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Japan to allow removal of ‘designated waste’ label from Fukushima crisis — Chicago Tribune

” TOKYO – The Environment Ministry plans to issue rules about what must be done to remove materials tainted with radioactive substances produced by the 2011 crisis at the Fukushima nuclear power plant from the list of “designated waste,” according to ministry sources.

As nearly five years have passed since the crisis at Tokyo Electric Power Co.’s Fukushima No. 1 nuclear power plant, radiation levels of the designated waste are believed to have declined. According to an estimate, the amount of designated waste whose radiation levels have fallen below criteria for the designation stands at more than 3,000 tons.

When contaminated with radioactive materials and its concentration level of radioactive cesium exceeds 8,000 bequerels per kilogram, waste is defined as designated waste. Most of it is incinerated ash, sludge and rice straw. Following the designation by the environment minister under the Law on Special Measures Concerning the Handling of Radioactive Pollution, the central government becomes responsible for its disposal.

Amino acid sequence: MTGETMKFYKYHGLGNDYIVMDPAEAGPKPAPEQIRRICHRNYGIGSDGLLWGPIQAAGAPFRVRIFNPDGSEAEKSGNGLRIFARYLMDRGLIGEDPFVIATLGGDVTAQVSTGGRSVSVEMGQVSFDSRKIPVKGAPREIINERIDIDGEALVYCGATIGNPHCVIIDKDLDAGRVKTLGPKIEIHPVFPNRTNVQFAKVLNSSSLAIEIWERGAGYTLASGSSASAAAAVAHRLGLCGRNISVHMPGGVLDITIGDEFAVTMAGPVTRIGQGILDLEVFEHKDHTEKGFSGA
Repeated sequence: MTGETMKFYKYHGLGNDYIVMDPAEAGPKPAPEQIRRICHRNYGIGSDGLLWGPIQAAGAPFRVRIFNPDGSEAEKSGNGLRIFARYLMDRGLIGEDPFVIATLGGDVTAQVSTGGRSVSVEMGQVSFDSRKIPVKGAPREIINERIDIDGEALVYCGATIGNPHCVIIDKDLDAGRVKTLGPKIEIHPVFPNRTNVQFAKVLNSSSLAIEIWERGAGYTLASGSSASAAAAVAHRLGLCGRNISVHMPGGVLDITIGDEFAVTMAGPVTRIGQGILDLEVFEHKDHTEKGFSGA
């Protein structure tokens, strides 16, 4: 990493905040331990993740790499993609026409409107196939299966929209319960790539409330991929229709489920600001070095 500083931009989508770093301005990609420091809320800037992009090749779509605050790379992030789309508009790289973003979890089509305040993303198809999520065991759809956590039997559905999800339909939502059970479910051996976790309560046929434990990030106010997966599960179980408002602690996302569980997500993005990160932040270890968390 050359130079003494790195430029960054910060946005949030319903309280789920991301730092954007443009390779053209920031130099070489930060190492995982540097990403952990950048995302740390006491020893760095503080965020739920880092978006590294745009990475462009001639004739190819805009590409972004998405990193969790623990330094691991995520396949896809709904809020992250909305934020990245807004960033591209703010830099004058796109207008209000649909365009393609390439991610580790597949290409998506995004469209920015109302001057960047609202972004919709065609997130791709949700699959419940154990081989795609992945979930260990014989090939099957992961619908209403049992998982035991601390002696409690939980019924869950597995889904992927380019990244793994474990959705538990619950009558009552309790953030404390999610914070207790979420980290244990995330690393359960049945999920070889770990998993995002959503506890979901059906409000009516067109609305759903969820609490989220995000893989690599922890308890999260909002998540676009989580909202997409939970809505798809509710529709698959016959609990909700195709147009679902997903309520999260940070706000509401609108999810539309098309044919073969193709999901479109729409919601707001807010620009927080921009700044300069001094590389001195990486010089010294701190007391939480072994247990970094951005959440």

When such entities as local governments apply for the removal of the designation to the central government, and the waste stored in their areas is recognized as fulfilling the requirements for removal of the designation, the material in question can be delisted. After that, the waste can be disposed of in accordance with rules applied to regular waste. This will likely lead to a reduction in the total amount of designated waste currently stored at temporary sites across the nation.

Though the designation standards are stipulated in the Law on Special Measures Concerning the Handling of Radioactive Pollution, which came into force in August 2011, there are no rules concerning the removal of the designation. Therefore the ministry plans to revise the ministerial ordinances under the law to deal with the matter.